There’s a funny thing about community: a pattern so evident, one that we see so often, that we could say it’s intrinsic to our nature as humans. The pattern is this: successful, enduring communities have faithful, diligent leaders.
Try to imagine a group of people getting together and automatically doing everything in conjunction with and to the benefit of everyone else present. It can’t happen. Our very nature prohibits this from happening. We aren’t mind readers, so we don’t know what one person is thinking, much less a whole room full of people, a whole school, a whole church, or a whole nation. In order for a group to move in the same direction while striving to reach an agreed upon goal, someone must lead. A ship must have a captain, an orchestra must have a conductor, a team needs a coach, a tribe needs a chief, and a state must have a governor. If no one leads faithfully and diligently, then these collections of people will not be together striving toward the same goal for very long. No matter how long they are together, they will not succeed in reaching the goal.
Since Classical Conversations is a community of people, Classical Conversations needs leaders: point guards, coaches, conductors, or directors; Classical Conversations needs captains.
The image at the top of this article is a picture of Classical Conversations’ corporate team. They lay down their lives for us—every day, every week, all year—in order to insure that our needs as an educational community are met. However, they can’t do it all. This year, there are over 81,000 Classical Conversations students. No matter how amazing these seven people are (and they are amazing), they cannot serve 81,000 students effectively. No way. And they are not only amazing, they are wise. They were wise enough to structure our national community so that our local communities have all the support, help, encouragement, and structure they need to succeed.
From the corporate team to the national directors, field managers, regional managers, area managers, support managers, and local directors, the structure of Classical Conversations is not a corporate ladder which everyone is trying to climb to the top. The leaders of the organization have the wisdom to place people according to their gifts and then provide them with the tools and information they need to see that the work is accomplished—that the race is finished—and that the coming generation receives the tools and skills they need to “know God and make Him known.”
This being said—that the corporate team can’t do it all on their own—implies that Classical Conversations needs people on the ground in the communities who are willing to serve as leaders. As you think about what type of person they’re seeking, don’t imagine some college-degreed, state-accredited, licensed, tenured, professional educator.
Rather, think about parents: parents who love Jesus, love their spouse and children, and want to see students better prepared than they themselves were “to know God and make Him known.” Imagine parents with eyes fixed ultimately on Heaven instead of Harvard, parents who love Christ’s people and want to assist others in accomplishing the same goal for their children, and parents who believe a classical and Christian education is the best way to accomplish this task of raising our children in the “nurture and admonition of the Lord.”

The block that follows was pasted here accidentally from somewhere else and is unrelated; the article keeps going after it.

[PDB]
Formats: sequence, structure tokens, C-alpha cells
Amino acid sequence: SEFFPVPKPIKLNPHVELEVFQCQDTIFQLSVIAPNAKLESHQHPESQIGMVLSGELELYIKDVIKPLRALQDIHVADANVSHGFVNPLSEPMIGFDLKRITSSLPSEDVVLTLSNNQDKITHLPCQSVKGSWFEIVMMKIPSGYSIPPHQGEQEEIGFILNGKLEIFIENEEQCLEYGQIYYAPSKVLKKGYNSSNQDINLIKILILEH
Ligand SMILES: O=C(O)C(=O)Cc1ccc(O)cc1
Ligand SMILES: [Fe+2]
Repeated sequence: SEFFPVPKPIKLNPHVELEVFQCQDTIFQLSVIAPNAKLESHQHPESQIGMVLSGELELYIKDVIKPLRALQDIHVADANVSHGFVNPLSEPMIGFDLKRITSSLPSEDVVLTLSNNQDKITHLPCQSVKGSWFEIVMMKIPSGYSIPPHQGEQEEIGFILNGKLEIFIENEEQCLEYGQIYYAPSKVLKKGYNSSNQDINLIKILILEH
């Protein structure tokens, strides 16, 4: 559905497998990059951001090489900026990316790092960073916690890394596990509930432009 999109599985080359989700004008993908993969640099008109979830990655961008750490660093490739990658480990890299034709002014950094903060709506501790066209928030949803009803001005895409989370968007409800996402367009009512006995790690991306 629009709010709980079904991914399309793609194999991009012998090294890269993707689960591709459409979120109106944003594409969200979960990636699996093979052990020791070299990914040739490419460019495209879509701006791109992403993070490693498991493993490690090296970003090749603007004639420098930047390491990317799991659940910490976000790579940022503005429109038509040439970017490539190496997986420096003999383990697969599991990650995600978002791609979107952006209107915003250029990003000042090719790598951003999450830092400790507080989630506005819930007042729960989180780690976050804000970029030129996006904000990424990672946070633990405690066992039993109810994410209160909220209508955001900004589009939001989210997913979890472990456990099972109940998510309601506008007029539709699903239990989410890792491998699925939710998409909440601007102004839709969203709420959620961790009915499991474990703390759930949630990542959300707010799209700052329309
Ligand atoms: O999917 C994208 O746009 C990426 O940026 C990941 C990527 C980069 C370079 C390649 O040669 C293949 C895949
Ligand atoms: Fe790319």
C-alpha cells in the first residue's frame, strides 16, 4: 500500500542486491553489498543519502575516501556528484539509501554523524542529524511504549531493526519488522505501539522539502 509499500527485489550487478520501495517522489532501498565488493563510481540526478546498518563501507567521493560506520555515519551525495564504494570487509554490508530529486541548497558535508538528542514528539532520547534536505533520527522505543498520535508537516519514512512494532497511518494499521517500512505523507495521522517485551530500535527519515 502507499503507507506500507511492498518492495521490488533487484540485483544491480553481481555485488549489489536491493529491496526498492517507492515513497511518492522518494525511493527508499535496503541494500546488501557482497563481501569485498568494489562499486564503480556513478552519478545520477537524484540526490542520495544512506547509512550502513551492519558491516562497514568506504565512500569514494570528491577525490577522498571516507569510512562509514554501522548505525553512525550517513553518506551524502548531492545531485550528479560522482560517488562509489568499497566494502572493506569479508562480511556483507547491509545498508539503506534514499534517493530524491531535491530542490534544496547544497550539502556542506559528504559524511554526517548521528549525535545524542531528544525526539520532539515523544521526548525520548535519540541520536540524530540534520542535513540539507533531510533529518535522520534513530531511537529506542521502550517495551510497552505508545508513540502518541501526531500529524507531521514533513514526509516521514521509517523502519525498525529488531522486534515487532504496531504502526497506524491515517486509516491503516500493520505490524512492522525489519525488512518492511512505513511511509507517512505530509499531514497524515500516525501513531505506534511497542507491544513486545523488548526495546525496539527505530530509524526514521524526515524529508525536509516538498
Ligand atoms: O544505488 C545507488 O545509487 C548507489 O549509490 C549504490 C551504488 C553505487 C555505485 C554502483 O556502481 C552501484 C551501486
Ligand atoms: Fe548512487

If that kind of parent describes you, then consider yourself a prospective applicant as a Foundations tutor, Challenge director, or support manager. Somewhere along the way, you may decide this is not for you, but do not rule yourself out because you don’t believe you’re smart enough, educated enough, a good enough leader, or a good enough follower. Open yourself up to the possibility that you are the next tutor, director, or manager because in a community, if everyone assumes someone else will lead, then no one will lead and the community will die.
The fields of the nations are white unto harvest and men and women hear the call and lay down their lives to gather the flock of Jesus Christ. The fields of the churches are white unto harvest and pastors, elders, and deacons hear the call and lay down their lives to minister to the flock of the Great Shepherd. The fields of our children’s education are white unto harvest and I am calling you, one Classical Conversations parent to another, to lead our programs into the future—a future which is always just around the corner. If we are to step into that future together, we need people to lead us.
So, I’ll close with some parting words of Dr. George Grant1:
Invoking one of our great heroes in the Classical, Christian school movement: it was G. K. Chesterton who said it so well, ‘If a thing is worth doing, it’s worth doing badly.’ Of course, Chesterton did not mean to plunge ahead in mediocrity. He wasn’t advocating that we shrug off our responsibilities to grow and mature in Christ and competency. He wasn’t saying that we are to shirk our responsibilities in our lesson planning and in our scope and sequence.
He was saying that if a thing is worth doing, it is just worth doing, no matter what. If a thing is worth doing, it’s worth doing, no matter whether you have the expertise or not. If a thing is worth doing, it’s worth doing regardless of whether you have good facilities, strong financial backing, certainty of an inflow of competent teachers. If a thing is worth doing, it’s worth doing.
So, do your work. Rest in God’s providence. Trust in His grace. Rely on His mercy. Uphold His promises and change the world.
1 George Grant, “The Begats: Genealogy of Classical Christian Education” (lecture, 2009 ACCS Conference, Charlottesville, VA, March 11-13, 2009).